101600001510 3 2031026340
000303310203712000 3 0000
00010 12 4114032076 0. Total 300.
We are receiving dally, Elegant Novelties in Silk
and Woolen Dress Fabrics, Striped Velvets and
Plushes in Antique and Modern designs and colors
represented. The latest and
Weaves. The choicest productions of the finest
looms of America and Europe. Our stock will be
1 replete with goods
You - Read - About
The Cream Productions of the
English, French and German
The ducking the president of the boat club
'received Thursday, excited tho ambition of
tho secretary, Mr. James B. Dalev-, who
thought ho would redeem tho reputation of
tho club b3' making a first-class show with
tho little boat that seemed to be treacherous.
He weighed his shoes, parted his hair in the
middle, and with' the exactness of a druggist,
the boys say, divided his quid of tobacco
into two equal parts, and stuck them onto
his eye teeth. Sounding his lungs and pumj)
iug in the snmo amount of air iu each
he pronounced himself ready and gave tho
command "Go." Ho went along nicety un
til an unfortunate mosquito fell into tho wa
ter near him and started a set of circular
waves that had too much of tho proclivities
of a South Carolina earthquake to mako it
wholesome. His fragile bark bounced up and
down and vice versa, and finalty it started a
a movement sidewa3s. In a moment the
scenes of tho former day were repeated. Thus
endeth chapter number two.,
IN THE U. S. COURT.
Goods exhibited in this city exclusively by us.
We carry the Largest and Finest line of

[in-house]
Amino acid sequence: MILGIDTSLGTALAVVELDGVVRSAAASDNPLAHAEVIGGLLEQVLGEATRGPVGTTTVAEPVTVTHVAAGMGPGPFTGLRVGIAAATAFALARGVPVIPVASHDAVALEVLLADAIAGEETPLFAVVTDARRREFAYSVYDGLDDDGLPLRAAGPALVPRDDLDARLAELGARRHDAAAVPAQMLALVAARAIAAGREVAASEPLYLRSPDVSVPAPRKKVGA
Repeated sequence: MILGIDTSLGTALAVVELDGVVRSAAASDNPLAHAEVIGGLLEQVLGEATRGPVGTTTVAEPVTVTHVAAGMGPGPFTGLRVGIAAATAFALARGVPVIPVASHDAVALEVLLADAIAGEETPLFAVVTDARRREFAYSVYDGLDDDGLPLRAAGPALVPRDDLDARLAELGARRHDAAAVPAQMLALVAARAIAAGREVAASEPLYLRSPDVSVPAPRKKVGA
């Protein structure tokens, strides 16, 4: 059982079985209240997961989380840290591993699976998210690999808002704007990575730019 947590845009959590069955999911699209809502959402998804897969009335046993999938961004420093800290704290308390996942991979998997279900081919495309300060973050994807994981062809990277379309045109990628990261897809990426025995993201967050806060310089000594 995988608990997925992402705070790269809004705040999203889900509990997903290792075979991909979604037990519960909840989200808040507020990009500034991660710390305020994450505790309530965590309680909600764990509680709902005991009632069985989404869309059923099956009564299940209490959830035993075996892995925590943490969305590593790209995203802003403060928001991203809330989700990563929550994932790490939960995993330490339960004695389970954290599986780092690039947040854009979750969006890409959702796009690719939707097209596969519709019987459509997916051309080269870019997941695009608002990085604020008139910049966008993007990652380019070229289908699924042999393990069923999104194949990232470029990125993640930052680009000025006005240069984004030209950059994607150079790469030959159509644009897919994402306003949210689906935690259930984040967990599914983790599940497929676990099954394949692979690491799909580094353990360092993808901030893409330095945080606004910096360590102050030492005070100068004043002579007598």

BLACK -:- AM)
In the State,
The Best Brands. Every Yard Warranted.
Surrahs .:. and .:. Rliadames
In all colors with matched trimmings.
CARPETS ON EVERY TRAIN.
1 i Remnants 1-2 price; Lawns
and Satteeens, 1-2 price: good
Prints 4, 5 and 6c per yd. New
Prints in. Brown Muslins at 6
worth 10c; Bleached at 7c.
ALL SUMMER GOODS REDUCED
Big Bargains in Remnants.
The greatest of all base ball games w ill be
played next Monday afternoon between
picked nines from the fat and lean men of
tho cit3. The games will bo participated in
by some of the prominent citizens of tho city,
Ma3'or Aldrich engineering the heavy weight
and Hon. W. E. Stanlej" manipulating tho
Tho names of the members comprising the
contesting clubs are as follows:
Fat men Mayor Aldch, Bert Waldon,
H. G. Toler, Geo. E. Harris, D. M. Dale, W.
F. Green, J. P. Allen, Frank Dale, W. F.
Carey. Substitutes H. W. Lewis, J. M.
Balderston, Dave Reed, Fritz Schnitzler.
Leon Men W. E Stanley, B. B. Hull, L.
Rothenal, W. S. Corbett, Frank Oliver,
Mark Oliver, A. W. Sicknor, Chas. Lawrenc,
Hi AlJenJ Soma changes may be made in.i
this list Substitutes Judgo Harris, M. R.
Mosher, Farmer Doolittle.
The fat men's nine in weight will aggre
gate about 2,000, and the lean men's about
1,100. Rev. Hewett will umpire the game,
and an able and impartial decisions may be
assured, as tho reverend gentleman thor
oughly understands all tho intricacies of tho
The rules governing the game will be
devised to suit the players 'as well as the
occasion. A tank of lemonade is to bo
placed at tho third base and only those who
succeed in reaching this piece can taste of
Catches made by the leans on the second
bounce are allowed; while the fats are per
mitted to take the ball up from the ground.
The fat men can carry umbrellas in the
field if they drop them in time to take in the
fiies and fouls.
Twenty-five cents will be charged as an ad
mission fee to see this wonderful game; tha
prOw"eods of which will be given to the Ladies
Benevolent Home. A large crowd will, no
k I i doubt, bo present, and the sport be enjoyed
met Mr. NiekM-snii whn mntinn.vl thr iln-.-f ! as heartily as any
mattar to me and he proposed thata couple of ; lta-
any gamo ever played in Wich-
'if the receipts be," says a member of
In tho United States but littlo business was
done other than tho transactions of the se